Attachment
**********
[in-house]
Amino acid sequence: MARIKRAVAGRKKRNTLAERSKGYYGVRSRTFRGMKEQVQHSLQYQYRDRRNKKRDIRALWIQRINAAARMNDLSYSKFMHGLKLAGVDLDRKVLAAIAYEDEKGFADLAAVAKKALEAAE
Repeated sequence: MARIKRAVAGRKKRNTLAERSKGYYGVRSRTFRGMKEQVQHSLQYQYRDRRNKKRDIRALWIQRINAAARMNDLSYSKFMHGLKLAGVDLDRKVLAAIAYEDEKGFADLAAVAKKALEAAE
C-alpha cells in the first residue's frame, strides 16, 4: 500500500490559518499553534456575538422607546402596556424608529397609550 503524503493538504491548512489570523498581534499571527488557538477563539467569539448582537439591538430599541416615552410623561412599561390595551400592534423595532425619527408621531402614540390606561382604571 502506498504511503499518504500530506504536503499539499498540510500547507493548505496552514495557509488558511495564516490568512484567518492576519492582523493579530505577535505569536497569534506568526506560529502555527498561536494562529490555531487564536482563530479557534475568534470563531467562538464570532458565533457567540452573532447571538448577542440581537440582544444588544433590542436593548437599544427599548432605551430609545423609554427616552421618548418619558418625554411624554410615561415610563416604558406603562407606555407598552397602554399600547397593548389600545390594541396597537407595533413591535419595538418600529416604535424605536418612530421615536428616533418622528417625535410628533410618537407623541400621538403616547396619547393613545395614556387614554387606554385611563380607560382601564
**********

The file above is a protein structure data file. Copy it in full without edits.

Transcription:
[in-house]
Amino acid sequence: MARIKRAVAGRKKRNTLAERSKGYYGVRSRTFRGMKEQVQHSLQYQYRDRRNKKRDIRALWIQRINAAARMNDLSYSKFMHGLKLAGVDLDRKVLAAIAYEDEKGFADLAAVAKKALEAAE
Repeated sequence: MARIKRAVAGRKKRNTLAERSKGYYGVRSRTFRGMKEQVQHSLQYQYRDRRNKKRDIRALWIQRINAAARMNDLSYSKFMHGLKLAGVDLDRKVLAAIAYEDEKGFADLAAVAKKALEAAE
C-alpha cells in the first residue's frame, strides 16, 4: 500500500490559518499553534456575538422607546402596556424608529397609550 503524503493538504491548512489570523498581534499571527488557538477563539467569539448582537439591538430599541416615552410623561412599561390595551400592534423595532425619527408621531402614540390606561382604571 502506498504511503499518504500530506504536503499539499498540510500547507493548505496552514495557509488558511495564516490568512484567518492576519492582523493579530505577535505569536497569534506568526506560529502555527498561536494562529490555531487564536482563530479557534475568534470563531467562538464570532458565533457567540452573532447571538448577542440581537440582544444588544433590542436593548437599544427599548432605551430609545423609554427616552421618548418619558418625554411624554410615561415610563416604558406603562407606555407598552397602554399600547397593548389600545390594541396597537407595533413591535419595538418600529416604535424605536418612530421615536428616533418622528417625535410628533410618537407623541400621538403616547396619547393613545395614556387614554387606554385611563380607560382601564